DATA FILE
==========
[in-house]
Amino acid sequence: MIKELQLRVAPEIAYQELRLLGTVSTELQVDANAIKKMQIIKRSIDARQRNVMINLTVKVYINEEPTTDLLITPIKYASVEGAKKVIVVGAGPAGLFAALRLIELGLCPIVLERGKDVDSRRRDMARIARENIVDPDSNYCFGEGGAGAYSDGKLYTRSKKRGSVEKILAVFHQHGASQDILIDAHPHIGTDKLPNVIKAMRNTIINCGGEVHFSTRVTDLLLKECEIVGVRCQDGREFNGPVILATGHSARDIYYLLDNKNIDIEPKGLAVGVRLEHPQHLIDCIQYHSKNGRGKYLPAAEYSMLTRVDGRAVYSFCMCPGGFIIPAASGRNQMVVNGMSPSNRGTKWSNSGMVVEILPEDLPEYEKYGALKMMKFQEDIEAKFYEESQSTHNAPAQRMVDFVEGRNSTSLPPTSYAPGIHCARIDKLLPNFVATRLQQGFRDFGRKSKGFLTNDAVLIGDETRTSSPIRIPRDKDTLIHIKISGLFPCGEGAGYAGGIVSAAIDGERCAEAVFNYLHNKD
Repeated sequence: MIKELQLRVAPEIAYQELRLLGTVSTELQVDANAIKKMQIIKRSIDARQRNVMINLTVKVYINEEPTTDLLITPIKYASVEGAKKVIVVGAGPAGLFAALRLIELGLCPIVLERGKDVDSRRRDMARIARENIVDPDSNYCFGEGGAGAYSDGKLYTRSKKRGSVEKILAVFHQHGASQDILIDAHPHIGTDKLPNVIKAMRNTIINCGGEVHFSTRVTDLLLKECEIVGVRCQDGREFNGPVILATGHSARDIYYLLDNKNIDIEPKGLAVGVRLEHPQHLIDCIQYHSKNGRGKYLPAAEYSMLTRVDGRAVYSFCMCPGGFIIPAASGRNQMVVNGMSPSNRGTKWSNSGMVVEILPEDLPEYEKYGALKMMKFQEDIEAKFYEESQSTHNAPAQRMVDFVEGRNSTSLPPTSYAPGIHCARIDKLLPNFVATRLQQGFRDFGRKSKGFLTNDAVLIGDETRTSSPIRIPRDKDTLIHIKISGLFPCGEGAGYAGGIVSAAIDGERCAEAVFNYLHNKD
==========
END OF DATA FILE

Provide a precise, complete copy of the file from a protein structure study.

[in-house]
Amino acid sequence: MIKELQLRVAPEIAYQELRLLGTVSTELQVDANAIKKMQIIKRSIDARQRNVMINLTVKVYINEEPTTDLLITPIKYASVEGAKKVIVVGAGPAGLFAALRLIELGLCPIVLERGKDVDSRRRDMARIARENIVDPDSNYCFGEGGAGAYSDGKLYTRSKKRGSVEKILAVFHQHGASQDILIDAHPHIGTDKLPNVIKAMRNTIINCGGEVHFSTRVTDLLLKECEIVGVRCQDGREFNGPVILATGHSARDIYYLLDNKNIDIEPKGLAVGVRLEHPQHLIDCIQYHSKNGRGKYLPAAEYSMLTRVDGRAVYSFCMCPGGFIIPAASGRNQMVVNGMSPSNRGTKWSNSGMVVEILPEDLPEYEKYGALKMMKFQEDIEAKFYEESQSTHNAPAQRMVDFVEGRNSTSLPPTSYAPGIHCARIDKLLPNFVATRLQQGFRDFGRKSKGFLTNDAVLIGDETRTSSPIRIPRDKDTLIHIKISGLFPCGEGAGYAGGIVSAAIDGERCAEAVFNYLHNKD
Repeated sequence: MIKELQLRVAPEIAYQELRLLGTVSTELQVDANAIKKMQIIKRSIDARQRNVMINLTVKVYINEEPTTDLLITPIKYASVEGAKKVIVVGAGPAGLFAALRLIELGLCPIVLERGKDVDSRRRDMARIARENIVDPDSNYCFGEGGAGAYSDGKLYTRSKKRGSVEKILAVFHQHGASQDILIDAHPHIGTDKLPNVIKAMRNTIINCGGEVHFSTRVTDLLLKECEIVGVRCQDGREFNGPVILATGHSARDIYYLLDNKNIDIEPKGLAVGVRLEHPQHLIDCIQYHSKNGRGKYLPAAEYSMLTRVDGRAVYSFCMCPGGFIIPAASGRNQMVVNGMSPSNRGTKWSNSGMVVEILPEDLPEYEKYGALKMMKFQEDIEAKFYEESQSTHNAPAQRMVDFVEGRNSTSLPPTSYAPGIHCARIDKLLPNFVATRLQQGFRDFGRKSKGFLTNDAVLIGDETRTSSPIRIPRDKDTLIHIKISGLFPCGEGAGYAGGIVSAAIDGERCAEAVFNYLHNKD